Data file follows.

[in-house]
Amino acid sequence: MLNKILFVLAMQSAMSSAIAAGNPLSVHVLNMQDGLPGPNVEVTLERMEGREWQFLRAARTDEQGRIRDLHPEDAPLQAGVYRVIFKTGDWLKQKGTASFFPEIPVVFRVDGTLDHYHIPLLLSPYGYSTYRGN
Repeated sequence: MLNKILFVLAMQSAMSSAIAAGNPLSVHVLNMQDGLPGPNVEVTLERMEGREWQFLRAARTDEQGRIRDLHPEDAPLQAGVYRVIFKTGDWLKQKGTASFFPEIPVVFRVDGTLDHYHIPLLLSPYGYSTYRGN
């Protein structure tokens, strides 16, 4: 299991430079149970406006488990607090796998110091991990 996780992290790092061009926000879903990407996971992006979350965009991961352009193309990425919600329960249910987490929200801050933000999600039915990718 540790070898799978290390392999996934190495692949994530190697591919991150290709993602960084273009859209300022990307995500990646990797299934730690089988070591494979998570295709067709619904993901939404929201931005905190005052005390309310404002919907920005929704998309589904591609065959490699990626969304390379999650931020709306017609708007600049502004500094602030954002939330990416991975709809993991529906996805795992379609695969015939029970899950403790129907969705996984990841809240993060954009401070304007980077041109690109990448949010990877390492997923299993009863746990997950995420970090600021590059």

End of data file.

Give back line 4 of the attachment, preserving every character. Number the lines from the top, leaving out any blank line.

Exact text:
């Protein structure tokens, strides 16, 4: 299991430079149970406006488990607090796998110091991990 996780992290790092061009926000879903990407996971992006979350965009991961352009193309990425919600329960249910987490929200801050933000999600039915990718 540790070898799978290390392999996934190495692949994530190697591919991150290709993602960084273009859209300022990307995500990646990797299934730690089988070591494979998570295709067709619904993901939404929201931005905190005052005390309310404002919907920005929704998309589904591609065959490699990626969304390379999650931020709306017609708007600049502004500094602030954002939330990416991975709809993991529906996805795992379609695969015939029970899950403790129907969705996984990841809240993060954009401070304007980077041109690109990448949010990877390492997923299993009863746990997950995420970090600021590059």